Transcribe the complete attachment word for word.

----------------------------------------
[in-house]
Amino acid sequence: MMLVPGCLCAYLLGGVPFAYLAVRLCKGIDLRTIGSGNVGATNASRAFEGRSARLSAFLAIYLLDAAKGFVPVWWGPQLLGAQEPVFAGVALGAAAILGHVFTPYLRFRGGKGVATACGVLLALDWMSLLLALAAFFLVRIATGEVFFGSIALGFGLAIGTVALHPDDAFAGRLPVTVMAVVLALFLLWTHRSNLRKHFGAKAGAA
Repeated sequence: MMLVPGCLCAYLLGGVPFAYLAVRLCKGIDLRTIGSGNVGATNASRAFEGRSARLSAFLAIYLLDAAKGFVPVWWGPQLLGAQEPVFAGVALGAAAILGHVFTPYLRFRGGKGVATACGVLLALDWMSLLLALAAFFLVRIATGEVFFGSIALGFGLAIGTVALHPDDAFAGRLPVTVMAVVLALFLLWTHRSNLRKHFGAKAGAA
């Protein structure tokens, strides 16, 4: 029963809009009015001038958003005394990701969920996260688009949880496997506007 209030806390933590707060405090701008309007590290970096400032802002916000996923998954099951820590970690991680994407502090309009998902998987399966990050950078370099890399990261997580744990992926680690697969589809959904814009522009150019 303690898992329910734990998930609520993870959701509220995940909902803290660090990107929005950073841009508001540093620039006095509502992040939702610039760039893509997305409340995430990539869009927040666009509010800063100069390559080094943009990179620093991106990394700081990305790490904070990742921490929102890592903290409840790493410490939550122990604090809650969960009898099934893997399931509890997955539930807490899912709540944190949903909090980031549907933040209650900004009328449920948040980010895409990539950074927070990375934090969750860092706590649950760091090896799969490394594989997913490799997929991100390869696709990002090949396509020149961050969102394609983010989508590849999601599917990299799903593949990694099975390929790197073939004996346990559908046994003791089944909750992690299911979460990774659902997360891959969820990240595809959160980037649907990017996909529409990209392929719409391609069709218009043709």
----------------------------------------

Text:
[in-house]
Amino acid sequence: MMLVPGCLCAYLLGGVPFAYLAVRLCKGIDLRTIGSGNVGATNASRAFEGRSARLSAFLAIYLLDAAKGFVPVWWGPQLLGAQEPVFAGVALGAAAILGHVFTPYLRFRGGKGVATACGVLLALDWMSLLLALAAFFLVRIATGEVFFGSIALGFGLAIGTVALHPDDAFAGRLPVTVMAVVLALFLLWTHRSNLRKHFGAKAGAA
Repeated sequence: MMLVPGCLCAYLLGGVPFAYLAVRLCKGIDLRTIGSGNVGATNASRAFEGRSARLSAFLAIYLLDAAKGFVPVWWGPQLLGAQEPVFAGVALGAAAILGHVFTPYLRFRGGKGVATACGVLLALDWMSLLLALAAFFLVRIATGEVFFGSIALGFGLAIGTVALHPDDAFAGRLPVTVMAVVLALFLLWTHRSNLRKHFGAKAGAA
């Protein structure tokens, strides 16, 4: 029963809009009015001038958003005394990701969920996260688009949880496997506007 209030806390933590707060405090701008309007590290970096400032802002916000996923998954099951820590970690991680994407502090309009998902998987399966990050950078370099890399990261997580744990992926680690697969589809959904814009522009150019 303690898992329910734990998930609520993870959701509220995940909902803290660090990107929005950073841009508001540093620039006095509502992040939702610039760039893509997305409340995430990539869009927040666009509010800063100069390559080094943009990179620093991106990394700081990305790490904070990742921490929102890592903290409840790493410490939550122990604090809650969960009898099934893997399931509890997955539930807490899912709540944190949903909090980031549907933040209650900004009328449920948040980010895409990539950074927070990375934090969750860092706590649950760091090896799969490394594989997913490799997929991100390869696709990002090949396509020149961050969102394609983010989508590849999601599917990299799903593949990694099975390929790197073939004996346990559908046994003791089944909750992690299911979460990774659902997360891959969820990240595809959160980037649907990017996909529409990209392929719409391609069709218009043709």